Herman, Harrison J. (691st, 5th & 7th Grp)

Harrison J. Herman 1Harrison J. Herman

Biography:  Harrison J. Herman was born on November 9, 1892, in Cincinnati, Ohio. He was the second son of Fred J. Herman, who was a Colonel in the U.S. Cavalry. Harrison had an older brother named Frederick.

Harrison moved with his father from assignment to assignment, including the Philippines. He was tutored by his father due to the inadequate schools they experienced at the various stations.

Harrison entered the U.S. Military Academy in 1911, receiving the nickname “Beans” as a cadet. He was well-liked and became a member of a number of groups. In his senior year, 1916, he became Captain of both the Medicine Ball Team and Cullum Hall football squad, a junior varsity team, on which he played four years. 

Service Time:  After graduation, he was assigned to the 28th Infantry at Fort Ringgold, Texas, and was quickly promoted to 1st Lieutenant. Early the next year, he transferred to the Cavalry and during WWI, he served overseas with the 3rd Cavalry at Brest, France. He was assigned to the Tank Corps at the rank of Captain but returned to the 3rd Cavalry to Fort Ethan Allen, Vermont, at the rank of Major.

Harrison J. Harrison 3During the years between wars, he married the former Ruth Bingaman in New York City in 1919. In his spare time, Harrison enjoyed polo and was a skilled player. He also attended and graduated from a number of schools, including the Air Corps Tactical School in 1930, the Cavalry School and the Command and General Staff School. He served as an organizer and commander in the California Civilian Conservation Corps and served two tours of duty with the Organized Reserves in New England.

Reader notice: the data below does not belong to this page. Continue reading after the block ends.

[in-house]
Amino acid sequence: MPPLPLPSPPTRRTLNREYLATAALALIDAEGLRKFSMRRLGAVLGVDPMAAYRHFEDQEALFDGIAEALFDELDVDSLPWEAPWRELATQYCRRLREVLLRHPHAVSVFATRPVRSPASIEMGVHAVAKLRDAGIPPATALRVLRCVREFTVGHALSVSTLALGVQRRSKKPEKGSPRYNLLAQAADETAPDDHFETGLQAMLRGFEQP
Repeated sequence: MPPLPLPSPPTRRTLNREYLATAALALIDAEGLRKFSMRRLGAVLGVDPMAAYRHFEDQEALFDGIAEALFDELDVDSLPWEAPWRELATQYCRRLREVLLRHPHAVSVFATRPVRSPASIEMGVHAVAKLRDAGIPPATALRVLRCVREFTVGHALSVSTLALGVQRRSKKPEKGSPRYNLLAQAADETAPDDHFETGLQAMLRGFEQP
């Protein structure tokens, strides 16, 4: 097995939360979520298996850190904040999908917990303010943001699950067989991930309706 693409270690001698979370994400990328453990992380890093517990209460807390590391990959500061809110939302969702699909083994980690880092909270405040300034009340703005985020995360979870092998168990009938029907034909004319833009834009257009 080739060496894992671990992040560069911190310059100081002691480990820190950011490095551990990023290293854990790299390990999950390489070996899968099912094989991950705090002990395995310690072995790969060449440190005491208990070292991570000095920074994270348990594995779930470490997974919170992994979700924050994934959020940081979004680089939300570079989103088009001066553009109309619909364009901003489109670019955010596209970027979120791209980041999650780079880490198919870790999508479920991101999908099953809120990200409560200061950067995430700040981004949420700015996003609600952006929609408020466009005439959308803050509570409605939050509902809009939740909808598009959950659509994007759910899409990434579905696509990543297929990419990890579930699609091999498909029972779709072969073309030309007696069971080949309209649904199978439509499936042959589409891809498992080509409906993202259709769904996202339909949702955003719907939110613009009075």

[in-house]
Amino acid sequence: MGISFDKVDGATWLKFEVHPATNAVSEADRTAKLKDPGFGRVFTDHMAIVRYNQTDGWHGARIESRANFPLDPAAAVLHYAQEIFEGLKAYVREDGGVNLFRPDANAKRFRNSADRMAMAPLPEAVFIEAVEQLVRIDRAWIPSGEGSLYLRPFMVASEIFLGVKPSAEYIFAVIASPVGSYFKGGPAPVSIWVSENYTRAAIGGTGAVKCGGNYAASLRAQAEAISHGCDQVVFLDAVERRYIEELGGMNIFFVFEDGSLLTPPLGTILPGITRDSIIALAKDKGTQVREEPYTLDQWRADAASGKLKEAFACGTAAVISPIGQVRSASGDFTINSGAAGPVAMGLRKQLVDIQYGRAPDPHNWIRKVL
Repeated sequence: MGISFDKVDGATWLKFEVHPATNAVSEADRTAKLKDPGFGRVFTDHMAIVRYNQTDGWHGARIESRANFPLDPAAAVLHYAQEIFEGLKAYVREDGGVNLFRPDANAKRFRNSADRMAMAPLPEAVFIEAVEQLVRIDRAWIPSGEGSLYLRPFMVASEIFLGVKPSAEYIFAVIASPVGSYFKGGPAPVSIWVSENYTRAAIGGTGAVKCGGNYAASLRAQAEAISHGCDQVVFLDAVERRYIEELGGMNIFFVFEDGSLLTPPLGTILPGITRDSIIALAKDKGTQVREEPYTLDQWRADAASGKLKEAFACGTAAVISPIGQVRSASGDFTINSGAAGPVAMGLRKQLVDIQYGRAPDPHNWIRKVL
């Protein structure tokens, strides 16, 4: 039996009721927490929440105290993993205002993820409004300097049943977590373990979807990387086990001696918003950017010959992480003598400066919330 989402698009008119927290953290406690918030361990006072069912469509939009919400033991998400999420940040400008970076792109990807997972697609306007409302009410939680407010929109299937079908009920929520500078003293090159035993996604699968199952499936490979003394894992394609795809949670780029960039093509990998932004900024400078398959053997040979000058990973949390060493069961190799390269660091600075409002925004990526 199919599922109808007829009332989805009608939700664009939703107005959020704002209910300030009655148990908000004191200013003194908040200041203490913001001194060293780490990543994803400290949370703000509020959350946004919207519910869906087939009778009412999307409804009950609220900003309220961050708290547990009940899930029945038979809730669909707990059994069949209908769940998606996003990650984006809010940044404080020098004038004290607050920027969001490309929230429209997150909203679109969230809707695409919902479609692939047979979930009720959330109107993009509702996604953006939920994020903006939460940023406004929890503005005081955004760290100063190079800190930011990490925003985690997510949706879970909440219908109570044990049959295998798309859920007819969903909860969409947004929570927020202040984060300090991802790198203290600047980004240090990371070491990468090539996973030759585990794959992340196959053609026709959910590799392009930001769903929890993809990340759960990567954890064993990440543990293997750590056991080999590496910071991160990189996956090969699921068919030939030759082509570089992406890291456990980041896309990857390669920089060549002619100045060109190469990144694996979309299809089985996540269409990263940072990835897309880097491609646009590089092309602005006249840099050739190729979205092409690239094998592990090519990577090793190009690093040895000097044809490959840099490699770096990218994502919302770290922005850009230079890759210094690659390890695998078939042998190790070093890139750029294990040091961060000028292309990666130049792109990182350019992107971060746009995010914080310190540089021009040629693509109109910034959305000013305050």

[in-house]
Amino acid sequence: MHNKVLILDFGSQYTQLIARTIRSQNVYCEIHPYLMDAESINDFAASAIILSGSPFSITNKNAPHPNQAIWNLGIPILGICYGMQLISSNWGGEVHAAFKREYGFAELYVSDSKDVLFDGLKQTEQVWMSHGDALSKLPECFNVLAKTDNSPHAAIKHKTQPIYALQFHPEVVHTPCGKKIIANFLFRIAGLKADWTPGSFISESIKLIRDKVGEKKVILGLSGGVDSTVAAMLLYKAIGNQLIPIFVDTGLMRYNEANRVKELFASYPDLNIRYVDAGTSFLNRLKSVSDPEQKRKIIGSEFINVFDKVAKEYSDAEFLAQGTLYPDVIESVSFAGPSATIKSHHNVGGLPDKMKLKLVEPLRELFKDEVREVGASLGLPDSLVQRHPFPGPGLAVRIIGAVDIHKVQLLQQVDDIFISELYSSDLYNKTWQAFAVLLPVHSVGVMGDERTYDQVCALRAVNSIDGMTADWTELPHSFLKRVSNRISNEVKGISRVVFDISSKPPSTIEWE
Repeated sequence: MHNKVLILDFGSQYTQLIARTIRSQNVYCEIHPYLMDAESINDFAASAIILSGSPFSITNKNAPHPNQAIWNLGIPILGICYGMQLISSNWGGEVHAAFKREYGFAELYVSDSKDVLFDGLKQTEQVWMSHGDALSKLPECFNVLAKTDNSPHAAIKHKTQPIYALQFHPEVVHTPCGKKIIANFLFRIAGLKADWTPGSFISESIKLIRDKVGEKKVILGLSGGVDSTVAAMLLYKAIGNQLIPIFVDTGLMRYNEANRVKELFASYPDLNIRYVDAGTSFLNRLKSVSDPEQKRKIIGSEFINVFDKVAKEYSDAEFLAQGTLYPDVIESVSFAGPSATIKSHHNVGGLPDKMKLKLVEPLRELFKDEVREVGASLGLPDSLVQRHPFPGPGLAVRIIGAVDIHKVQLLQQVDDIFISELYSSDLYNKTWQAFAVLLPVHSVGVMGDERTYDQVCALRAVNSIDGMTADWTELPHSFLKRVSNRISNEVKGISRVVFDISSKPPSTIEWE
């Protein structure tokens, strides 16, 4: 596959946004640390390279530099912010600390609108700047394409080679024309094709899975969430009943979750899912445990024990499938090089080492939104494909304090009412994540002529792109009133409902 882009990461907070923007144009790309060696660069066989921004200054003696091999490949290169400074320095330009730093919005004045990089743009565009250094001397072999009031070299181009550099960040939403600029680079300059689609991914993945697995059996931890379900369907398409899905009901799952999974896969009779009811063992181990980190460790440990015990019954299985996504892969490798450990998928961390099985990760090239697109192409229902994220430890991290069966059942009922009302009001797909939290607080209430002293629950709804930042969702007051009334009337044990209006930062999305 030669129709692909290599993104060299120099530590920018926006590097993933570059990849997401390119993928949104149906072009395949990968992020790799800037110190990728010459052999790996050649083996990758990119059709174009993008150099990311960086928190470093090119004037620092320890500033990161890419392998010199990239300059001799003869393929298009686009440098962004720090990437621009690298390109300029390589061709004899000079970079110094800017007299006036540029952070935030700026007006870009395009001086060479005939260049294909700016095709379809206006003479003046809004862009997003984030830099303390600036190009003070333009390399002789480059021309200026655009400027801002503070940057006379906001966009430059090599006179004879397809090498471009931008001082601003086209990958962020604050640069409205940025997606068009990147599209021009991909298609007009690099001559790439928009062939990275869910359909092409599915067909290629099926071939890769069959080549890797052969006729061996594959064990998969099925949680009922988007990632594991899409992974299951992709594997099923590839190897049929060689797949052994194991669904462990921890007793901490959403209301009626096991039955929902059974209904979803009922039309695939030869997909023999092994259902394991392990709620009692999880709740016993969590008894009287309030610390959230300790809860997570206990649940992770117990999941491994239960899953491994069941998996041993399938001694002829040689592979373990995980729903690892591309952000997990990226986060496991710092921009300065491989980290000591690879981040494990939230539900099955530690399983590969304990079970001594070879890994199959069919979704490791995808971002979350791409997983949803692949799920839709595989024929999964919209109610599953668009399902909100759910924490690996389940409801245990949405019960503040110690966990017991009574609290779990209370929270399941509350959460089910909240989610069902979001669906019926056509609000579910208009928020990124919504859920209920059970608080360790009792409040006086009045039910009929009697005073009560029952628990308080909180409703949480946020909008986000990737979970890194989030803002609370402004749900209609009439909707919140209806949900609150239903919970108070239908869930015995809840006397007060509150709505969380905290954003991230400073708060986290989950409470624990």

During WWII, he was initially tasked with the formation of the 691st Tank Destroyer Battalion in 1941, at Fort Bliss, Texas. He was promoted to Colonel and served briefly as the commander of the 5th Tank Destroyer Group but was then given command of the 7th Tank Destroyer Group at Camp Hood, Texas. He shipped out with them from the New York port on February 9, 1944, arriving in England on the 18th. They arrived in France on July 18th and functioned as the VIII Corps antitank section. They moved into Luxembourg on October 23rd and set up their command post at Harlang, which was five miles from Bastogne. 

As the Germans moved closer during their push into the Ardennes, the 7th TD Group was ordered to Neufchateau and then to Liebramont to protect the left flank of the 8th Corps, whose C.P. had been in Bastogne. At 3:00 in the afternoon of December 26th, German bombers, two M.E. 109s and a captured American P-38 flew over their location. Everyone took cover as best as possible and Colonel Herman ended up in a slit-trench. A 500 pound bomb hit near his position killing him and Major George Davidson, a lieutenant, and several enlisted men. In total, 25 men were killed during the attack.

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He was initially buried in the U.S. Military Cemetery at La Failly, France, but was later re-interred in Arlington National Cemetery in Arlington, Virginia, Section 11, Site 599 SH. He was postumoustly awarded the Purple Heart and the Legion of Merit. The Legion of Merit Citation reads:

“The President of the United States of America, authorized by Act of Congress, 20 July 1942, takes pride in presenting the Legion of Merit (Posthumously) to Colonel Harrison Herman, United States Army, for exceptionally meritorious conduct in the performance of outstanding service as Commanding Officer, 7th Tank Destroyer Group from 19 to 26 December, 1944. Colonel Herman, when assigned the mission of providing for the close-in defense of the VIII Corps in the Ardennes salient organized a task force of 2,000 men and established road blocks along the Liebramont-Recogne road net which thwarted every German effort at penetration. His sound tactics delayed and channeled the enemy advance to that point where it could most expeditiously be defeated.”

Later during the war and/or during the occupation period the 7th TD Group set up their command post in what they would affectionately name “Camp Herman” in honor of their fallen commander.

I want to thank Jim Moore for his assistance with this tribute as well as Anne Cady for the use of the grave marker photo. The main photo is used by permission of Digital Data Online, Inc. and E-Yearbook.com. The majority of the information was gathered from the memorial written by his father, Fred J. Herman, for the West Point Association of Graduates. You can read the complete document at the following link.

Harrison Herman Camp Herman